I also thought of my cousin Ian who accompanied me here the last time I came. It's not the same alone, cuz.
Notwithstanding all the above, last night was a good night. It's good to have good nights in the face of all that life insists on, don't you think?
Goodbye Die Fabrik, goodbye Achim. Thanks to you both.
Saturday, 10 September 2016
The German 'donnerwetter' can be translated as thunderstorm.
Duo #2 played the music café Donerwetter last evening. We had to cross the Elbe to get to it. Fortunately the long queue of traffic on the tunnel road was heading the other way. Less fortunately, the weather didn't correspond with the name of the venue - it was still 25 degrees at 10.00 pm - and the good people of Hamburg had better ideas about how to spend the warm evening than sitting indoors listening to an itinerant Irish singer and his Swedish sidekick.
We were great, as it happens, but there were few to attest to it. Owner Mattias and his crew were charming, however, and looked after us royally.
We had to make an evening of it by repairing to base camp at St Pauli (whose football team won their first match of the season yesterday - Tim and I were there - it was great) with the aforementioned brother and a second Swede, the roadie whose nickname, inexplicably, is The Teflon Shark, and drink beer and wine, eat wasabi nuts and talk bollocks 'til the early hours. It's tough etc, etc...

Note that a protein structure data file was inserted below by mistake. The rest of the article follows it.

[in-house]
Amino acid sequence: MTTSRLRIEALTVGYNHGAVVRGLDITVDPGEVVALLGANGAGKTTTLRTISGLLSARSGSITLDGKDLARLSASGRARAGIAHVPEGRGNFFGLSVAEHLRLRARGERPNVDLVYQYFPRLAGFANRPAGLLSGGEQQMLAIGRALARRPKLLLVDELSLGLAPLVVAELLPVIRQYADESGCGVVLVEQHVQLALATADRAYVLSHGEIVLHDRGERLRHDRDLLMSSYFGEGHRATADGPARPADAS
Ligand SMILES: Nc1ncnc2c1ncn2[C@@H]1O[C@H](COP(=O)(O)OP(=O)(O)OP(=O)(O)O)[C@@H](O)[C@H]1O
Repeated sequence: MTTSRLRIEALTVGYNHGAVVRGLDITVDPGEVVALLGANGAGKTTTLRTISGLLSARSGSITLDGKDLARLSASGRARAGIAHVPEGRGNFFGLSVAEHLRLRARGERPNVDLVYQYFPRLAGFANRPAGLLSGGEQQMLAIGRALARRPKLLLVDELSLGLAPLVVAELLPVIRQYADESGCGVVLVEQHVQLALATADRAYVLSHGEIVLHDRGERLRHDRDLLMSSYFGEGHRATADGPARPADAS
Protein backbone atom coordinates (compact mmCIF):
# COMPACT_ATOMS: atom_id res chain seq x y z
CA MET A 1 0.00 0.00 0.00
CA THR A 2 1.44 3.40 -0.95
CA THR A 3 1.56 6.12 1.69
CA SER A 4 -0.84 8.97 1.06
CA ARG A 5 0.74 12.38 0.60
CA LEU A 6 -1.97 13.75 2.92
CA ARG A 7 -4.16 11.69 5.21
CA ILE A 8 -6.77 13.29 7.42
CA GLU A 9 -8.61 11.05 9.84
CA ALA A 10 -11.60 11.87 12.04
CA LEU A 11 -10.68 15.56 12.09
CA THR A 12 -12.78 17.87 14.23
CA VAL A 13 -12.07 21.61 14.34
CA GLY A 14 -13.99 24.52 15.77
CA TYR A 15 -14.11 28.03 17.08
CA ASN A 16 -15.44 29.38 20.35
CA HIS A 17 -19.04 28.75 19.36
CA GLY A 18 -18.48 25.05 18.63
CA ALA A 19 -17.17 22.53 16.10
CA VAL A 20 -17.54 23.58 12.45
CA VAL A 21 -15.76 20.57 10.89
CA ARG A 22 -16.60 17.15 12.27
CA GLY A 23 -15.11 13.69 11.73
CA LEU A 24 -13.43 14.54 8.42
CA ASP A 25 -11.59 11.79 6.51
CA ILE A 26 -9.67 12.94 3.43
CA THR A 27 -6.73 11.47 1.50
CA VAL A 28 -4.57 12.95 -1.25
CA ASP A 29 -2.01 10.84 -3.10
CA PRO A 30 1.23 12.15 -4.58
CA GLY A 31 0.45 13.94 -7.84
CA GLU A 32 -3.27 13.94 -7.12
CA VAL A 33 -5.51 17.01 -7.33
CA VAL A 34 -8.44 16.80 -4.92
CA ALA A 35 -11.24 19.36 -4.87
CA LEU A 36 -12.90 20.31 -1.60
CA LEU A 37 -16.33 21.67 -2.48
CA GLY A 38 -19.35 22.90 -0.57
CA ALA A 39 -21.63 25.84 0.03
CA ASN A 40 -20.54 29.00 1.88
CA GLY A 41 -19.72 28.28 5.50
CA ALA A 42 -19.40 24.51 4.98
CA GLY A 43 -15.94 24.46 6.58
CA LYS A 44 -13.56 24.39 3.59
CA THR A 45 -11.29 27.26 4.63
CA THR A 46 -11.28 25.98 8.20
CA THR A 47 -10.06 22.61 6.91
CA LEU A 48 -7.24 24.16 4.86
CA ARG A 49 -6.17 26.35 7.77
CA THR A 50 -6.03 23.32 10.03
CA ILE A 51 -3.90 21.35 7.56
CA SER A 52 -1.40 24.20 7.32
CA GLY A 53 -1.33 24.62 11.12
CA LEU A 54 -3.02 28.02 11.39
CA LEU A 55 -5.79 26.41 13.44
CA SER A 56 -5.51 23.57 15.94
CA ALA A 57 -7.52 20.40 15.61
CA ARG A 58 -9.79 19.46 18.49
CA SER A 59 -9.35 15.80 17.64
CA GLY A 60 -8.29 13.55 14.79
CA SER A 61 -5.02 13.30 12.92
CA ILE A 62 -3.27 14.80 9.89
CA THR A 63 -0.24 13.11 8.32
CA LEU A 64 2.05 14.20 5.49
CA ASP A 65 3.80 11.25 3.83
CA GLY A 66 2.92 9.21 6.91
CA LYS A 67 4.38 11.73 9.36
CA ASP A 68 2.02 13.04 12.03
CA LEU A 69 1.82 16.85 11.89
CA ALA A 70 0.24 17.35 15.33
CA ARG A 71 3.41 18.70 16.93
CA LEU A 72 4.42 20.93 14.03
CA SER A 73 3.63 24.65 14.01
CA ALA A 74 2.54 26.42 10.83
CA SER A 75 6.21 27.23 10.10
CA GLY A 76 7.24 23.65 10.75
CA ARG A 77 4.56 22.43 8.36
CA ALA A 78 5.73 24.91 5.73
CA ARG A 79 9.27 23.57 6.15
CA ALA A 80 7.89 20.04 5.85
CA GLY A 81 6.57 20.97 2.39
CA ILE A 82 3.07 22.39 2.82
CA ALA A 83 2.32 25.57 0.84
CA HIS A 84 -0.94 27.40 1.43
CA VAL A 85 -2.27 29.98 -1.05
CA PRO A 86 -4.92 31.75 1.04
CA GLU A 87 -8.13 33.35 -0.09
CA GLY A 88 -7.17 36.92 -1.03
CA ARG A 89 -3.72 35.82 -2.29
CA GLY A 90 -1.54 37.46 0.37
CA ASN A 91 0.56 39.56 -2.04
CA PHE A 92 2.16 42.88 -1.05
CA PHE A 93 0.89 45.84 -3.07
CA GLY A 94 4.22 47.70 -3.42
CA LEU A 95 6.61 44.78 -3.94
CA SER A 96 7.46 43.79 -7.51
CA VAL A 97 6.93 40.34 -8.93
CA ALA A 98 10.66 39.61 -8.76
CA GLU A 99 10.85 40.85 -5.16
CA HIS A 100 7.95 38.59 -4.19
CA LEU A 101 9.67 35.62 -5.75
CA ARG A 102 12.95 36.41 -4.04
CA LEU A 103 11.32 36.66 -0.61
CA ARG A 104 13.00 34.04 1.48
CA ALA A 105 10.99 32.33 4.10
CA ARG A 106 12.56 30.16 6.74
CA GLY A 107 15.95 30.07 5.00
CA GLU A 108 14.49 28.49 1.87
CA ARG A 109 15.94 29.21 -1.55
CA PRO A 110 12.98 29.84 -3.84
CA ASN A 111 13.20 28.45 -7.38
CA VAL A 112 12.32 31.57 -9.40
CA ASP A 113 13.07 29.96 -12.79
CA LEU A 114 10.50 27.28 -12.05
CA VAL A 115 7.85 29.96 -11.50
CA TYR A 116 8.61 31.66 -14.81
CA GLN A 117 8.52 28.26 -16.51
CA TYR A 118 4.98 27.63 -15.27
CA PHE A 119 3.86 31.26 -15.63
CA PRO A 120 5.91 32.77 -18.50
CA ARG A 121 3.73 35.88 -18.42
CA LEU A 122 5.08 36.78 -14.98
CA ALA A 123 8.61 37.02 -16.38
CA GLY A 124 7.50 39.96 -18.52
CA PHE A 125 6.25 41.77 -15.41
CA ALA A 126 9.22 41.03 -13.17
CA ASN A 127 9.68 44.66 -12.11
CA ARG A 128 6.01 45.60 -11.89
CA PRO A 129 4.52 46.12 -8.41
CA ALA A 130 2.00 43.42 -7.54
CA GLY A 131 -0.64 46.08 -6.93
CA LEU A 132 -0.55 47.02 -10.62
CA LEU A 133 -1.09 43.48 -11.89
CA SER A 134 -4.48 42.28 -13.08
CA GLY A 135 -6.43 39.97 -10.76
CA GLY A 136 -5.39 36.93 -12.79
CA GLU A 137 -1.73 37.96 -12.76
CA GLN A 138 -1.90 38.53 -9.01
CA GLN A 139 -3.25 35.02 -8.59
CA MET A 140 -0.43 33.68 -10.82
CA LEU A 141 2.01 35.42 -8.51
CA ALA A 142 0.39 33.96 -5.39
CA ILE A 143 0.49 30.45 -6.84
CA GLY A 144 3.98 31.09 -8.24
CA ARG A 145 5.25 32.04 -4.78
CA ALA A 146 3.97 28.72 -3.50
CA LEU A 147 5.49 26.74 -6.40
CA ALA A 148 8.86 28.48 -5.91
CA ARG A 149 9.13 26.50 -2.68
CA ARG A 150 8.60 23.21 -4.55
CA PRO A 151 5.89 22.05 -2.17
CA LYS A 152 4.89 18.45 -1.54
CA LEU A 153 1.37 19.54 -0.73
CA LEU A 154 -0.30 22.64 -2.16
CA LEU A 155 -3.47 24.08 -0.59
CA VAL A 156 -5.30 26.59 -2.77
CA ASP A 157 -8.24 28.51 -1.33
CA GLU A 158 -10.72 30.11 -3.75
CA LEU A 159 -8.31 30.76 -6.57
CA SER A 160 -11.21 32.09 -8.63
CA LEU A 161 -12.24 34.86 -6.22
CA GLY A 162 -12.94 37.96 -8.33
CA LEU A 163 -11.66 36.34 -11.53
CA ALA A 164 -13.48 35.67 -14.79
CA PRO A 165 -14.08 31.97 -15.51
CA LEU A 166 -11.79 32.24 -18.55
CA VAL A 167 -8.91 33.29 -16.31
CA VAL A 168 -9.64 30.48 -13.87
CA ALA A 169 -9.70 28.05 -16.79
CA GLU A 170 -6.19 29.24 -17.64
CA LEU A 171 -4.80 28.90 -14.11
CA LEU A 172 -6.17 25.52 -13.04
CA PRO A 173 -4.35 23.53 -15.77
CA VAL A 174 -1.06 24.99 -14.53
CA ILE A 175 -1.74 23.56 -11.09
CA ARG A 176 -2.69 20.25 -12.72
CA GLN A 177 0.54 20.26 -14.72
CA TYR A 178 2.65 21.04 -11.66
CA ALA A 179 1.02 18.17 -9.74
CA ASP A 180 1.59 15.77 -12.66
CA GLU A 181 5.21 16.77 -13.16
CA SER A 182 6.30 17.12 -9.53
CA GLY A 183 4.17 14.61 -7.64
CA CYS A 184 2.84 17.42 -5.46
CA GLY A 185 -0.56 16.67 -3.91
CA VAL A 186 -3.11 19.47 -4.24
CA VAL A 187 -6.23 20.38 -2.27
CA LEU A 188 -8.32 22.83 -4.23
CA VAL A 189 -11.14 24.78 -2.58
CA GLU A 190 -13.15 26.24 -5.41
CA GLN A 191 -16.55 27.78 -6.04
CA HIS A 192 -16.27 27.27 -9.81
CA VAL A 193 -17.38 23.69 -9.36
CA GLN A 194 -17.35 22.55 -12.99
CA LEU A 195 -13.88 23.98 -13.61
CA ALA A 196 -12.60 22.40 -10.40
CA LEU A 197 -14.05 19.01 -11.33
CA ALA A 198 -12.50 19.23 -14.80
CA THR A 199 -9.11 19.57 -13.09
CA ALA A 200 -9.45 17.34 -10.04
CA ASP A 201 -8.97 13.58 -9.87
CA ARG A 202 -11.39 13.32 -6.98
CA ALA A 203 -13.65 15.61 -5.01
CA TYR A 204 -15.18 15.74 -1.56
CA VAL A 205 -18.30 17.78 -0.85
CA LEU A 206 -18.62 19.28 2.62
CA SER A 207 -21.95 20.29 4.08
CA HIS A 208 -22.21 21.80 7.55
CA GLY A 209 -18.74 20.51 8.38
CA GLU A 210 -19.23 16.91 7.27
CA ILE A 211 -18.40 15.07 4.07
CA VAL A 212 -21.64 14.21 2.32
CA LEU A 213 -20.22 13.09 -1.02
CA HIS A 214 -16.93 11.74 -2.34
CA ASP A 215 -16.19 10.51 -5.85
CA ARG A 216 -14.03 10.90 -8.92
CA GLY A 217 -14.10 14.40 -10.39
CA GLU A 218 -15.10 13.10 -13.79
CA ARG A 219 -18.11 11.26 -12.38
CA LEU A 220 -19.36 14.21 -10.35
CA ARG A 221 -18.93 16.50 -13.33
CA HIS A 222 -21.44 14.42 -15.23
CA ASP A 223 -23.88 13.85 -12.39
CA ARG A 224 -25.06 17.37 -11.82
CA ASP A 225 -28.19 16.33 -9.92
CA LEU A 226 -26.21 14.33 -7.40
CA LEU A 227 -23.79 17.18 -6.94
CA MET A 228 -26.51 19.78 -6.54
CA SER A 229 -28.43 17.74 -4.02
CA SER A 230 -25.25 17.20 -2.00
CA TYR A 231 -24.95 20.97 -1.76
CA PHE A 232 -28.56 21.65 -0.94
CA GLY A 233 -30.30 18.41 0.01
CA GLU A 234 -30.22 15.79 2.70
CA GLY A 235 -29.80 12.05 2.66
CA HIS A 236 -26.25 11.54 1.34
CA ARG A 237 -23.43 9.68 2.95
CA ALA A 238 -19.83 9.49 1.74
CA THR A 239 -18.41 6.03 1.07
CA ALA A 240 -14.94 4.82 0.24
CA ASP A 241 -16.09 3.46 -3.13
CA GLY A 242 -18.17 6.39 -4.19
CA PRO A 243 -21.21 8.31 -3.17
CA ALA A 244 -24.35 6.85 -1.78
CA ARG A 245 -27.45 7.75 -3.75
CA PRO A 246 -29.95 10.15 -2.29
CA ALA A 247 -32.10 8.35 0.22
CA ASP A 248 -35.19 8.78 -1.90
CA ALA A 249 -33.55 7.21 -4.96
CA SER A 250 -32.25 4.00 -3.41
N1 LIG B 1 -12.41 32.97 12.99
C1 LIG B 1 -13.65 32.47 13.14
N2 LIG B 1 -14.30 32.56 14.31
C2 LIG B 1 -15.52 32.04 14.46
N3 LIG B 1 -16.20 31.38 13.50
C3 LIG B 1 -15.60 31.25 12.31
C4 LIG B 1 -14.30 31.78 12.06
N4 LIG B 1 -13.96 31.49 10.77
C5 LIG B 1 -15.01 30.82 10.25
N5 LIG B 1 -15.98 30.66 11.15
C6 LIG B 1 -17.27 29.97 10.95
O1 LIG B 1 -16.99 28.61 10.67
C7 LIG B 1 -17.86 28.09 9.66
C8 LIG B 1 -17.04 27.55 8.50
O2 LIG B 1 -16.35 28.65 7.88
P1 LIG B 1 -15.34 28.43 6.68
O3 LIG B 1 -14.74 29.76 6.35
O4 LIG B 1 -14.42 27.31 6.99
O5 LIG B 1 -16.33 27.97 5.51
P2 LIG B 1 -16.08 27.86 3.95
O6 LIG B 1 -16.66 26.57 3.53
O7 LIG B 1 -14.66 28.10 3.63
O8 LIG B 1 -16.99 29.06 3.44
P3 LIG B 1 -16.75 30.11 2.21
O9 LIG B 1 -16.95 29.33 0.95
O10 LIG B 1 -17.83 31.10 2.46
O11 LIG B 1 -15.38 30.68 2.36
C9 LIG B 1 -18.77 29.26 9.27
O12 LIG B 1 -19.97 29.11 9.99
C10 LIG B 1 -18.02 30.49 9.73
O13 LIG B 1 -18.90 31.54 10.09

I part company with Filip today. He's a great accompanist and we played well together - many thanks to him.
On to Berlin and line-up #3 (see the first TDT post).
We played the Mobile Blues Club last night.
If you look closely here, you'll see the artist in question sound-checking with his partner for the weekend, Filip Svensson.
For a guitarist, Filip is a bloody good bass player, proving that a good muso is a good muso is a good muso. He flew in from Gothenburg, rehearsed as he stepped off the 'plane and was ready to go in a trice. Us singer types need proper musicians around to make a us sound good. Filip is one such.
The Mobile Blues Club is a groovy place. It's not the smallest venue I've ever played in (that's the Wee Folk Club - which, by the way, is the reason I came to be in Germany in the first place), but it is, well, wee.
We played late. I thought we were too quiet to attract the punters from the free bar around the corner so reverted to some cheesy covers played loud. It didn't work. We played our own set in the second half and that worked better. This proved something, but I'm not quite sure what.
My brother Tim turned up. So did Lennart Svensson* with a couple of mates. Well you never know, do you?
Donnerwetter tonight. Berlin tomorrow.
*He brought the biggest bass cab all the way from Sweden. We didn't use it.